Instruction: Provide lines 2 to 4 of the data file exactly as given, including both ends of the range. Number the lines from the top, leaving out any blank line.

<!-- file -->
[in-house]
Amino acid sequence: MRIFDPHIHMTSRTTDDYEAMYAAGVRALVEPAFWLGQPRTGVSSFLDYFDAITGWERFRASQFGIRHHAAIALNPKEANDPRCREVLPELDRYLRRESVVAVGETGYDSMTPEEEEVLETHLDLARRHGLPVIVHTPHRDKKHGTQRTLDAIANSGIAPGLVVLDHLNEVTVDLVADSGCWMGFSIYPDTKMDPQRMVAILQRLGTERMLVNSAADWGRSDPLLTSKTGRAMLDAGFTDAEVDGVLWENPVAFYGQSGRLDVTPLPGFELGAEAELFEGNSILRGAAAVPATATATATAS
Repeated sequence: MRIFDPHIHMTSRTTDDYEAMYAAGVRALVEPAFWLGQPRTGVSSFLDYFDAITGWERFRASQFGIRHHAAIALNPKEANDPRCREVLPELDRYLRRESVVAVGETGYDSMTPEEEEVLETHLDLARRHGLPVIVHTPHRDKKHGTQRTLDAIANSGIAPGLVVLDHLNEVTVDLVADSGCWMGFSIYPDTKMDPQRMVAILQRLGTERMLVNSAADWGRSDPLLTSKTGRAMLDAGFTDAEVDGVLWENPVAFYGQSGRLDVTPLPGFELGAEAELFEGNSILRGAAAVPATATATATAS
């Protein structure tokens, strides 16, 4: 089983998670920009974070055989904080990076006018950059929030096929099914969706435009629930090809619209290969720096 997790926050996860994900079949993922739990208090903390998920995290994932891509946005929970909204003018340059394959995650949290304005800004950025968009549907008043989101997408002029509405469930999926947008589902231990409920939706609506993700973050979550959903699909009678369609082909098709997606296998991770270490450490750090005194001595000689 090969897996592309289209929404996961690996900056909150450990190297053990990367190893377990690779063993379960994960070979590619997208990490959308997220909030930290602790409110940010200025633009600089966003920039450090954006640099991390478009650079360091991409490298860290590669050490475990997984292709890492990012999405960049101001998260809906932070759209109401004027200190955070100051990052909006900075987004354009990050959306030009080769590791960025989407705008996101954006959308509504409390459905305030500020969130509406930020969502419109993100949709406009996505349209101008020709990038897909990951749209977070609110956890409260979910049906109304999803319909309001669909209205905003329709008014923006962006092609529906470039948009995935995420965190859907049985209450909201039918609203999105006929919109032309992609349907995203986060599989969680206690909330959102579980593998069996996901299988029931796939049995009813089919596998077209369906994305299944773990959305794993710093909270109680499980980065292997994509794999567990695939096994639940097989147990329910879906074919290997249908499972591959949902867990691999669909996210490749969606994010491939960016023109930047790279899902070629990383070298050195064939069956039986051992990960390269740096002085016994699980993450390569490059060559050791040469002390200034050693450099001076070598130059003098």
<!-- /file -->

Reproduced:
Amino acid sequence: MRIFDPHIHMTSRTTDDYEAMYAAGVRALVEPAFWLGQPRTGVSSFLDYFDAITGWERFRASQFGIRHHAAIALNPKEANDPRCREVLPELDRYLRRESVVAVGETGYDSMTPEEEEVLETHLDLARRHGLPVIVHTPHRDKKHGTQRTLDAIANSGIAPGLVVLDHLNEVTVDLVADSGCWMGFSIYPDTKMDPQRMVAILQRLGTERMLVNSAADWGRSDPLLTSKTGRAMLDAGFTDAEVDGVLWENPVAFYGQSGRLDVTPLPGFELGAEAELFEGNSILRGAAAVPATATATATAS
Repeated sequence: MRIFDPHIHMTSRTTDDYEAMYAAGVRALVEPAFWLGQPRTGVSSFLDYFDAITGWERFRASQFGIRHHAAIALNPKEANDPRCREVLPELDRYLRRESVVAVGETGYDSMTPEEEEVLETHLDLARRHGLPVIVHTPHRDKKHGTQRTLDAIANSGIAPGLVVLDHLNEVTVDLVADSGCWMGFSIYPDTKMDPQRMVAILQRLGTERMLVNSAADWGRSDPLLTSKTGRAMLDAGFTDAEVDGVLWENPVAFYGQSGRLDVTPLPGFELGAEAELFEGNSILRGAAAVPATATATATAS
């Protein structure tokens, strides 16, 4: 089983998670920009974070055989904080990076006018950059929030096929099914969706435009629930090809619209290969720096 997790926050996860994900079949993922739990208090903390998920995290994932891509946005929970909204003018340059394959995650949290304005800004950025968009549907008043989101997408002029509405469930999926947008589902231990409920939706609506993700973050979550959903699909009678369609082909098709997606296998991770270490450490750090005194001595000689 090969897996592309289209929404996961690996900056909150450990190297053990990367190893377990690779063993379960994960070979590619997208990490959308997220909030930290602790409110940010200025633009600089966003920039450090954006640099991390478009650079360091991409490298860290590669050490475990997984292709890492990012999405960049101001998260809906932070759209109401004027200190955070100051990052909006900075987004354009990050959306030009080769590791960025989407705008996101954006959308509504409390459905305030500020969130509406930020969502419109993100949709406009996505349209101008020709990038897909990951749209977070609110956890409260979910049906109304999803319909309001669909209205905003329709008014923006962006092609529906470039948009995935995420965190859907049985209450909201039918609203999105006929919109032309992609349907995203986060599989969680206690909330959102579980593998069996996901299988029931796939049995009813089919596998077209369906994305299944773990959305794993710093909270109680499980980065292997994509794999567990695939096994639940097989147990329910879906074919290997249908499972591959949902867990691999669909996210490749969606994010491939960016023109930047790279899902070629990383070298050195064939069956039986051992990960390269740096002085016994699980993450390569490059060559050791040469002390200034050693450099001076070598130059003098």